Books

A False Start

Life is too short to read bad books that I know. But what do you do when one of the books you are reading is by author whose work you have enjoyed before? Dither.

I found myself in this predicament recently with the book Fear in the Sunlight by Nicola Upson. Now I have read all her other books; An Expert in Murder, Angel with Two Faces and Two for Sorrow and looking back on the reviews I enjoyed them. They all feature Josephine Tey (yes that Josephine Tey) and her friend and police Inspector, Archie Penrose and I have found them captivating and wanted to read them.

But with Fear in the Sunlight, something is missing. Well rather there is too much – there is so much going on that I am throughly and utterly confused and I persevered to page 155 in the hope the fog would clear, that it would become obvious like it has in some of her previous work. But the fog is still there.

I have gathered the book is set in Portmierion, I have also ascertained that the famous director and his wife Alfred and Alma Hitchcock feature as themselves and are up to something to do with a film version of Tey’s book A Shilling for Candles. There are many guests in the hotel who have backgrounds and history to the area which has brought them there. Then of course there is the staff and the locals. On top of that there is the characters of course of Josephine Tey, there to celebrate her birthday, Archie Penrose, then his cousins, Lettice and Ronnie, as well as Marta and Lydia, lovers and friends of Josephine. Too many people to cope with initially, and there was much assumption that we knew a lot about the latter few characters that I mention. I am not really sure of where the plot was. I am sure you can see I have paid attention to some of the book to have got this far in describing it to you but still it was all too much.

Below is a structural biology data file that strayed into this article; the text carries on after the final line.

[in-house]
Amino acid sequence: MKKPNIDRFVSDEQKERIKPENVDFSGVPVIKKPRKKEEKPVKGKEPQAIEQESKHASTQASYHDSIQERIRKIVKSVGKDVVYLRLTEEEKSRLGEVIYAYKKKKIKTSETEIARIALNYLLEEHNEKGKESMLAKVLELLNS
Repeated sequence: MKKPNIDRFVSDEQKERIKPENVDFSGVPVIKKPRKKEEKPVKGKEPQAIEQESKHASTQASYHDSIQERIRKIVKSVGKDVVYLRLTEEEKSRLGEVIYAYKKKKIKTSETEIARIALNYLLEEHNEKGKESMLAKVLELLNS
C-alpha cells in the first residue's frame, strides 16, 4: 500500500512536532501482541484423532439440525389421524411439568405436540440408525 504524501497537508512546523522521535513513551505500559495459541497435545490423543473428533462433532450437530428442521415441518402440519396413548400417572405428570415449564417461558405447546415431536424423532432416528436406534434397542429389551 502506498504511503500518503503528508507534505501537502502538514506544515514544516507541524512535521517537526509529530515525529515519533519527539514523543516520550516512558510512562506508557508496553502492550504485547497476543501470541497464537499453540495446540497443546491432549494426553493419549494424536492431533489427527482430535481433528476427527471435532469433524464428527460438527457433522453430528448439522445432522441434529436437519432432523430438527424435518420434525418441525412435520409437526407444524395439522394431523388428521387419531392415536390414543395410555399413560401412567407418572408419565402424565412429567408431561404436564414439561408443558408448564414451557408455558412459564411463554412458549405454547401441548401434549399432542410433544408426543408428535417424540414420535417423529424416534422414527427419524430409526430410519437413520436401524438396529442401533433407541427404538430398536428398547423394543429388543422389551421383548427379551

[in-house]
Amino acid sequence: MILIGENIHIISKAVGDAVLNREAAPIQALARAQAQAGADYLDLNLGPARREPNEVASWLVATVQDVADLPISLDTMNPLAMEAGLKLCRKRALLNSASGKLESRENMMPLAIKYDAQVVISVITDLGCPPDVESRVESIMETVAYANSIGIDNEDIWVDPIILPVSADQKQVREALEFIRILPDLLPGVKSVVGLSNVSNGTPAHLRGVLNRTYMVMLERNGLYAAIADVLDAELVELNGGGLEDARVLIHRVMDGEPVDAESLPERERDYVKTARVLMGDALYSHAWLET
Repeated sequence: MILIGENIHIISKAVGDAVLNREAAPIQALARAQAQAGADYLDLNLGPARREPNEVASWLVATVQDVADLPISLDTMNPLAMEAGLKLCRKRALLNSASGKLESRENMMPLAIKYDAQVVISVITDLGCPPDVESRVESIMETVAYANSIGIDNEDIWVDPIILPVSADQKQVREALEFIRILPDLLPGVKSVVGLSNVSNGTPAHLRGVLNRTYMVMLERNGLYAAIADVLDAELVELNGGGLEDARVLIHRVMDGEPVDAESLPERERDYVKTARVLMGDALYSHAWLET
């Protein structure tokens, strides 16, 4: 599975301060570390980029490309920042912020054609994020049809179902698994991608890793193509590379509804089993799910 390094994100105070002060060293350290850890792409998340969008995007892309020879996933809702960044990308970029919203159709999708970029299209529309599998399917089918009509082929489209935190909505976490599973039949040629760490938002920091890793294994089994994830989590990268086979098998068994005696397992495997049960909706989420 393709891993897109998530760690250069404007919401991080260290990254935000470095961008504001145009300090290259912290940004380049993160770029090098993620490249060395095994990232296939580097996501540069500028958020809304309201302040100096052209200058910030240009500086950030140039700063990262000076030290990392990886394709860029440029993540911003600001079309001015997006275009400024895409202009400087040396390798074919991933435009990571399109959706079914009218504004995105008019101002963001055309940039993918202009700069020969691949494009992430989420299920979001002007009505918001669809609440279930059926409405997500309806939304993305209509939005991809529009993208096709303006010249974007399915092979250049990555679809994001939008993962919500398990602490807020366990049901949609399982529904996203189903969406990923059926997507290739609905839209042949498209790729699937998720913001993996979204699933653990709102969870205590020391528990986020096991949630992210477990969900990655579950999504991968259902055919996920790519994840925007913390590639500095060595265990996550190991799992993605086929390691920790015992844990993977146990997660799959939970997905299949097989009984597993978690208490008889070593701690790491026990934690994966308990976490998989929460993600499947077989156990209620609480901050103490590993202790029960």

I had a look on the Amazon reviews, and there were a couple that had the same problems as me, too much on the characters, and less on the plot.

I had to do what I knew was best. I had to put this book to one side. Or in my case filed on the kindle. Perhaps one day it will be okay and I will pick it up again with vim and vigour and I will have no fear of it of it. I am intrigued by her next Tey novel so I will give it a go but I do so with slight trepidation.

I am pleased I had the courage to put the book down, I am pleased that also I recognised this and did not plough on regardless, but I am slightly disappointed as I so enjoyed her other novels.